On Monday, August 21st at 11:47 a.m., a total eclipse of the sun was visible across parts of the United States. This rare event had not occurred in the past 99 years. Flagstaff Academy, with a science and technology focus, made the most out of this once-in-a-lifetime opportunity for our students.
Flagstaff Academy provided safety viewing goggles for all students and staff. For viewing, all students and staff were required to use special eclipse-viewing safety glasses as safety is our prime consideration. In addition to the actual eclipse viewing, our school's participation included:
Our Science Lab Teacher and Greenhouse Manager visited all K-5 classrooms in order to provide an interactive astronomy lesson to prepare the students to watch the eclipse.
Our Middle School students learned about the eclipse and make pinhole shadow boxes to use during the viewing event.
Eclipse information and projects for families and students to view and complete at home was available and included Citizen Science Projects for families who travelled to see the eclipse. Citizen Science Projects are listed on Space.com:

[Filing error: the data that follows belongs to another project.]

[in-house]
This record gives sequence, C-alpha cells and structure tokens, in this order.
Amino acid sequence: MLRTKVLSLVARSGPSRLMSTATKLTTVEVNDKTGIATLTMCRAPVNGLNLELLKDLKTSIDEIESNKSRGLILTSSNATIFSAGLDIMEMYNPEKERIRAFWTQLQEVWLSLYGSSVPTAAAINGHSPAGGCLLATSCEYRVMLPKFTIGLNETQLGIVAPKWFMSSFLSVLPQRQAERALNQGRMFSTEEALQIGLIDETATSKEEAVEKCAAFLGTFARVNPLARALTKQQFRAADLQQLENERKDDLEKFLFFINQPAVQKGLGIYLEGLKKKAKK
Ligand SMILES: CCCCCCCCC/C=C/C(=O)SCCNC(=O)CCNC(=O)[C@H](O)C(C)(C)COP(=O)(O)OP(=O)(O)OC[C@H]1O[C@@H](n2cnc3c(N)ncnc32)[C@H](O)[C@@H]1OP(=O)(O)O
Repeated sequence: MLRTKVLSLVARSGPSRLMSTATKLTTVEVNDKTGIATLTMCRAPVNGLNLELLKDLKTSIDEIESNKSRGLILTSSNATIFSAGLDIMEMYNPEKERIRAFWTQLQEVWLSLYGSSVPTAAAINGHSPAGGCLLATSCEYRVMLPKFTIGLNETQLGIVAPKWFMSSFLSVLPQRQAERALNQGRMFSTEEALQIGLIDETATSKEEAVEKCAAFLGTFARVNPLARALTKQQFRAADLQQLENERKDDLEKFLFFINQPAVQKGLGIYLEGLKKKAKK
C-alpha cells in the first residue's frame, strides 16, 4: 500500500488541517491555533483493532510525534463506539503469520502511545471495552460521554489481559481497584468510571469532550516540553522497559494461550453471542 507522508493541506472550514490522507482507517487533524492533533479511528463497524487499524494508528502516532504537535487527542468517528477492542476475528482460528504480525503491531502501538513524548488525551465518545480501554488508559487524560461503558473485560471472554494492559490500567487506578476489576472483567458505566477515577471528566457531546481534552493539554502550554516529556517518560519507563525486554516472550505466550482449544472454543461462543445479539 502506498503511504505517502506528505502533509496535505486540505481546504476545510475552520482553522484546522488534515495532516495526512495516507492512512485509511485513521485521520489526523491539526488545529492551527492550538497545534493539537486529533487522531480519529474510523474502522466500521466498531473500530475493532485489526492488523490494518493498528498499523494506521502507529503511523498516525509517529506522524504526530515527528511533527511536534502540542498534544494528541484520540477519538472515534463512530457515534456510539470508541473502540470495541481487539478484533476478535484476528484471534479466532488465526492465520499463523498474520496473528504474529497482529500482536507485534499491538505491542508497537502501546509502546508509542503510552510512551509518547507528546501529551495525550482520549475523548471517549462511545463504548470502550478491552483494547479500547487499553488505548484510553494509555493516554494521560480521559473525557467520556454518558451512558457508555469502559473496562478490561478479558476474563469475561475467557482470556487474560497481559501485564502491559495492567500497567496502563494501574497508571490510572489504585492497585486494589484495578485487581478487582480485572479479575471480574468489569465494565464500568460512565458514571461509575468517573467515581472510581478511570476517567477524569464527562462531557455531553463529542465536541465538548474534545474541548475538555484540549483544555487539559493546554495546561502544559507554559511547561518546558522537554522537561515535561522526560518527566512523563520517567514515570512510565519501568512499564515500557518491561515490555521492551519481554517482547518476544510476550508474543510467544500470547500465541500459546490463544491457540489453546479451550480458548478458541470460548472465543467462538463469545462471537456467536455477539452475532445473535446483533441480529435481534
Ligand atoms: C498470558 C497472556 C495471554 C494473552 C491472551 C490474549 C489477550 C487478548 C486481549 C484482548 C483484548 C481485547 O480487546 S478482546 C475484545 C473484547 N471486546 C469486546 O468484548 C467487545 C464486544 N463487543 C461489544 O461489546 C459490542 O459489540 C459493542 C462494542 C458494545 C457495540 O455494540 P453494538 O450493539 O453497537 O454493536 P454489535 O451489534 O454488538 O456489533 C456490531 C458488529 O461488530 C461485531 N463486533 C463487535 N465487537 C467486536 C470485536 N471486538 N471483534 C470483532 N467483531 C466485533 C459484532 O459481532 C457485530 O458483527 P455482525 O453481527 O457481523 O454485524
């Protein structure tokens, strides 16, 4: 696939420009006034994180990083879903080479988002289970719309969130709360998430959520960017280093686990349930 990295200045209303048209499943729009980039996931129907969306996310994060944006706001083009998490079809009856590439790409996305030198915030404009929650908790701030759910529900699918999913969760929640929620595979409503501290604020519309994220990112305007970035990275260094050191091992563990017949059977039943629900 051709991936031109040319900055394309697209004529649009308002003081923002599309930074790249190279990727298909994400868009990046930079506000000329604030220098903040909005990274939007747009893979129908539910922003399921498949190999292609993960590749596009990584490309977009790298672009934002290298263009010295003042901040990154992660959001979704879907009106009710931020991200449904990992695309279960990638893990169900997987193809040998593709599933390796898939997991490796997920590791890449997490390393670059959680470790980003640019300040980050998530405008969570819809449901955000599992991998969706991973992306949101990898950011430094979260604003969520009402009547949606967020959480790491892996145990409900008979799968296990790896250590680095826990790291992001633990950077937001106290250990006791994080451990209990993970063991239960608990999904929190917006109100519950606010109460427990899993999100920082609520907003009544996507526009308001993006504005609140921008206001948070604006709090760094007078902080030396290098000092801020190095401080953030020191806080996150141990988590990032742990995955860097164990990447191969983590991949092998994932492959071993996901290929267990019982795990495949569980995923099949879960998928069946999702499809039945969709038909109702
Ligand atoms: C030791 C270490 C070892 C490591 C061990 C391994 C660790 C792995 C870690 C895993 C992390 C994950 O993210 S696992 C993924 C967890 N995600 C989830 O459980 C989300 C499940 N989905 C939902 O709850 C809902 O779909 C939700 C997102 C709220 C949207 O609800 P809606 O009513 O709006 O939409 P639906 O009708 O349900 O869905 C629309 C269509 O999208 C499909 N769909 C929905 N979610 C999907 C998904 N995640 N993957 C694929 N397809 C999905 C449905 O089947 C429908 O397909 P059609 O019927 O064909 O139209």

- GLOBE Observer
- Eclipse Megamovie: This will collect images from more than 1,000 volunteer photographers and amateur astronomers (and anyone else who is interested) to make a view of the total eclipse during its journey across the United States.
- Citizen CATE (Continental-America Telescopic Eclipse): This will take images of the inner solar corona, using 60 telescopes used by high schools, universities and citizen scientists. The goal is to get high-resolution imagery of the corona for 90 minutes.
- iNaturalist (California Academy of Sciences): This iTunes app will let people record the observations of organisms at their eclipse-watching locations. The academy suggests people record observations 30 minutes before totality, during totality and 30 minutes after totality.